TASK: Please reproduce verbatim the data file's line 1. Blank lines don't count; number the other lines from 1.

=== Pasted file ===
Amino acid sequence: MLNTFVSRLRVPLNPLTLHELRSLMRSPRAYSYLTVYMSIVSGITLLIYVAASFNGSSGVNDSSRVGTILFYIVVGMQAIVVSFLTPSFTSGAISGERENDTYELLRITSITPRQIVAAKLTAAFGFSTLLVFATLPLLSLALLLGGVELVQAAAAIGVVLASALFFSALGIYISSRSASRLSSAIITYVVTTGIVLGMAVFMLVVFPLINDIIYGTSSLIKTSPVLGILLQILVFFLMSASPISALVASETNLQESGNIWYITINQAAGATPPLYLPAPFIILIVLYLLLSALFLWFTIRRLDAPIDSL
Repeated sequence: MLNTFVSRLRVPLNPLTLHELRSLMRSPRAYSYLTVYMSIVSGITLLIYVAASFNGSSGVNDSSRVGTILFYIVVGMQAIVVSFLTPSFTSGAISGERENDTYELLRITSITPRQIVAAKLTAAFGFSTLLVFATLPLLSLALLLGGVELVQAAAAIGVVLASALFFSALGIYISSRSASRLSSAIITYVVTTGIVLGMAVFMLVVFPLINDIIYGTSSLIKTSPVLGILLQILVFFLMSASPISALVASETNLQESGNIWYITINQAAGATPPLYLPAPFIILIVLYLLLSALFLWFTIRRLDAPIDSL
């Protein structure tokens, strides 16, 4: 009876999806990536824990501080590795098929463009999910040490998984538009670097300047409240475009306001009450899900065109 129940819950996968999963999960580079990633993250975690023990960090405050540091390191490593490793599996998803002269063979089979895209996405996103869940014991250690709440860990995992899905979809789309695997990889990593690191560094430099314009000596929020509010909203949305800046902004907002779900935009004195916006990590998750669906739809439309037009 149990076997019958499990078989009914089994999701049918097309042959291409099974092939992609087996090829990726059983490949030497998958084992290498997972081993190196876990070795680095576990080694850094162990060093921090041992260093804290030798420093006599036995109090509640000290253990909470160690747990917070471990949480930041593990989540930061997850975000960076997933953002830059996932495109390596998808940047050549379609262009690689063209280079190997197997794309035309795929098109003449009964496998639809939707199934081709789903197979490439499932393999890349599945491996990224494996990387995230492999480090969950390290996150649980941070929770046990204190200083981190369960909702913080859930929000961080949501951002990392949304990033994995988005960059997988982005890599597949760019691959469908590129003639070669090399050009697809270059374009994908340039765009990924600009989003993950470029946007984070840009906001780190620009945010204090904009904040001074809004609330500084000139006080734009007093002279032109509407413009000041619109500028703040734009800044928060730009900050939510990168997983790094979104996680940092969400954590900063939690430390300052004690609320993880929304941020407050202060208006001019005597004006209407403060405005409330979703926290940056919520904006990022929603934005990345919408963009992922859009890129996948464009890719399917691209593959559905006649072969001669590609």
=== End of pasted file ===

Amino acid sequence: MLNTFVSRLRVPLNPLTLHELRSLMRSPRAYSYLTVYMSIVSGITLLIYVAASFNGSSGVNDSSRVGTILFYIVVGMQAIVVSFLTPSFTSGAISGERENDTYELLRITSITPRQIVAAKLTAAFGFSTLLVFATLPLLSLALLLGGVELVQAAAAIGVVLASALFFSALGIYISSRSASRLSSAIITYVVTTGIVLGMAVFMLVVFPLINDIIYGTSSLIKTSPVLGILLQILVFFLMSASPISALVASETNLQESGNIWYITINQAAGATPPLYLPAPFIILIVLYLLLSALFLWFTIRRLDAPIDSL